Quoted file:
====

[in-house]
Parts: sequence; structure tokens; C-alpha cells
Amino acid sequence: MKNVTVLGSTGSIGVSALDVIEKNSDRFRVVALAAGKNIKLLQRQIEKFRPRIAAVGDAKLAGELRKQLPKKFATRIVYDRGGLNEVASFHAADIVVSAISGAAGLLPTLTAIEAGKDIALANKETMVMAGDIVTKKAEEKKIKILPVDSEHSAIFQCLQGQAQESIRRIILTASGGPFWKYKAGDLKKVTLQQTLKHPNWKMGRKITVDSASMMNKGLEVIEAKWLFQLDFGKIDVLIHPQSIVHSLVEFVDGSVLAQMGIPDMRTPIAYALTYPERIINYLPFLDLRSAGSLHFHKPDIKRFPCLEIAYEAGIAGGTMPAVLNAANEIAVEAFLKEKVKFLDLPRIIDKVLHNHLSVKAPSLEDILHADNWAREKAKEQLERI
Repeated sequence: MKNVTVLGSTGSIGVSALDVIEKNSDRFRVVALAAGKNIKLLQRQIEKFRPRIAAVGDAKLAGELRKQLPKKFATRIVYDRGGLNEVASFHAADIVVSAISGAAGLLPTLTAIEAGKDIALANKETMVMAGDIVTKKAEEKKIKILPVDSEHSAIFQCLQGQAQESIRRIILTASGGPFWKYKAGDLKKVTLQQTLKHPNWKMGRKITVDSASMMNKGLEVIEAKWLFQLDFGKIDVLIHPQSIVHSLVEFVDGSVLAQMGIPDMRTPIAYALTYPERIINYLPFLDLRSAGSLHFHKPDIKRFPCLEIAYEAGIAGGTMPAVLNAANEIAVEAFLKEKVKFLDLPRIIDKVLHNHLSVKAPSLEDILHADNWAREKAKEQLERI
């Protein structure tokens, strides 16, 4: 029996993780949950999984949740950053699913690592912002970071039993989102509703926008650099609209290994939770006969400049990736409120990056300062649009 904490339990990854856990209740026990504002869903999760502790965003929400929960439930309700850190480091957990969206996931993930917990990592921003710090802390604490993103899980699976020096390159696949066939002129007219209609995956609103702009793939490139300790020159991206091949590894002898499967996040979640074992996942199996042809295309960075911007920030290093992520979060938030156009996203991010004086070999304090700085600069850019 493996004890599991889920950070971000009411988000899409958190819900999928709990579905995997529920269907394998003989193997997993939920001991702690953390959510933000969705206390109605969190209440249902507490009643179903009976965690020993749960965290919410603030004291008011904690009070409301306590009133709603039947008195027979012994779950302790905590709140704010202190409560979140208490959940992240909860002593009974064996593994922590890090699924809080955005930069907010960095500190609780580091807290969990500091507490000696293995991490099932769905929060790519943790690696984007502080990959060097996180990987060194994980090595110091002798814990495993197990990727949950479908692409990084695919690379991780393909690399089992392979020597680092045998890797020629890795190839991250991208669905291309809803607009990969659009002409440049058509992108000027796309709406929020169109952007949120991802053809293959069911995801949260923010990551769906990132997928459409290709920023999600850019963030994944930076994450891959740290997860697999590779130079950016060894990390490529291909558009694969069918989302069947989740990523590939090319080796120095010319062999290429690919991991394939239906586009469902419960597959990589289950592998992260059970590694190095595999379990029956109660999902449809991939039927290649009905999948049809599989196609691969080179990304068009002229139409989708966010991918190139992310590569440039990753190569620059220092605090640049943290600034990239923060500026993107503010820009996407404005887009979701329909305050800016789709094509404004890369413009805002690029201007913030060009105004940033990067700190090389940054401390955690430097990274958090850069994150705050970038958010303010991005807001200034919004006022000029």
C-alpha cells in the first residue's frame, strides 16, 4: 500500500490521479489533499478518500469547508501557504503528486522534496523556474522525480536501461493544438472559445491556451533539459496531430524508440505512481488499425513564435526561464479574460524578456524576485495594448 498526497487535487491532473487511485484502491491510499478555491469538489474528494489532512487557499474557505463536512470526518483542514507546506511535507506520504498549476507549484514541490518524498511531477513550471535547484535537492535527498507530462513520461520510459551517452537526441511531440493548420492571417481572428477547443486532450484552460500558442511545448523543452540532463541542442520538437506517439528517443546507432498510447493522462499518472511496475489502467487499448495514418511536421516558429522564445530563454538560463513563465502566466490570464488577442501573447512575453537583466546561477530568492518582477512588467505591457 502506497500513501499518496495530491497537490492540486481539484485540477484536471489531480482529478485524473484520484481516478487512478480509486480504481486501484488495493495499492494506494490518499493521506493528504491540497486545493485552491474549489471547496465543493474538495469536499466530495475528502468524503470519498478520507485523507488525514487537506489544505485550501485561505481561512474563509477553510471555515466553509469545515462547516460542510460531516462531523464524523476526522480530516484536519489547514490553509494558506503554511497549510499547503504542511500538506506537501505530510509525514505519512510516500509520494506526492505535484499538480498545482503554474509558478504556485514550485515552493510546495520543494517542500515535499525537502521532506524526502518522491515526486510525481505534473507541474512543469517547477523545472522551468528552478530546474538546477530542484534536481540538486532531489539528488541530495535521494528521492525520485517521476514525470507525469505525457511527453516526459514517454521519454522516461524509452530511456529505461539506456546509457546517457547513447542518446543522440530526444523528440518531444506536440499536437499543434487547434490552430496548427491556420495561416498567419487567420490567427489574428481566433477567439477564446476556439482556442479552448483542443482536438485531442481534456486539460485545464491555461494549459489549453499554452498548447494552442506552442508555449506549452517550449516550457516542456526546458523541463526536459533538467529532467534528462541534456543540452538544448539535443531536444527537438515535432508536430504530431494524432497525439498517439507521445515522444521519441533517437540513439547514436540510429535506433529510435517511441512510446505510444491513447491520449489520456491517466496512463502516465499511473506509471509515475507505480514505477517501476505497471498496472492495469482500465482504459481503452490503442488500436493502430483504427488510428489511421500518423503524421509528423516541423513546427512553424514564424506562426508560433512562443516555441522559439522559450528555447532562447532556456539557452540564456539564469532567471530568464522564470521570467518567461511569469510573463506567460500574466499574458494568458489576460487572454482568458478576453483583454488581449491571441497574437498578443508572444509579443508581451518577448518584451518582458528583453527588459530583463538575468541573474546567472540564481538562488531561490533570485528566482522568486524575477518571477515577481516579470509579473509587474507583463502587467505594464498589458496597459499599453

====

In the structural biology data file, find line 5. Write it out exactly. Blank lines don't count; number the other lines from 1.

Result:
């Protein structure tokens, strides 16, 4: 029996993780949950999984949740950053699913690592912002970071039993989102509703926008650099609209290994939770006969400049990736409120990056300062649009 904490339990990854856990209740026990504002869903999760502790965003929400929960439930309700850190480091957990969206996931993930917990990592921003710090802390604490993103899980699976020096390159696949066939002129007219209609995956609103702009793939490139300790020159991206091949590894002898499967996040979640074992996942199996042809295309960075911007920030290093992520979060938030156009996203991010004086070999304090700085600069850019 493996004890599991889920950070971000009411988000899409958190819900999928709990579905995997529920269907394998003989193997997993939920001991702690953390959510933000969705206390109605969190209440249902507490009643179903009976965690020993749960965290919410603030004291008011904690009070409301306590009133709603039947008195027979012994779950302790905590709140704010202190409560979140208490959940992240909860002593009974064996593994922590890090699924809080955005930069907010960095500190609780580091807290969990500091507490000696293995991490099932769905929060790519943790690696984007502080990959060097996180990987060194994980090595110091002798814990495993197990990727949950479908692409990084695919690379991780393909690399089992392979020597680092045998890797020629890795190839991250991208669905291309809803607009990969659009002409440049058509992108000027796309709406929020169109952007949120991802053809293959069911995801949260923010990551769906990132997928459409290709920023999600850019963030994944930076994450891959740290997860697999590779130079950016060894990390490529291909558009694969069918989302069947989740990523590939090319080796120095010319062999290429690919991991394939239906586009469902419960597959990589289950592998992260059970590694190095595999379990029956109660999902449809991939039927290649009905999948049809599989196609691969080179990304068009002229139409989708966010991918190139992310590569440039990753190569620059220092605090640049943290600034990239923060500026993107503010820009996407404005887009979701329909305050800016789709094509404004890369413009805002690029201007913030060009105004940033990067700190090389940054401390955690430097990274958090850069994150705050970038958010303010991005807001200034919004006022000029």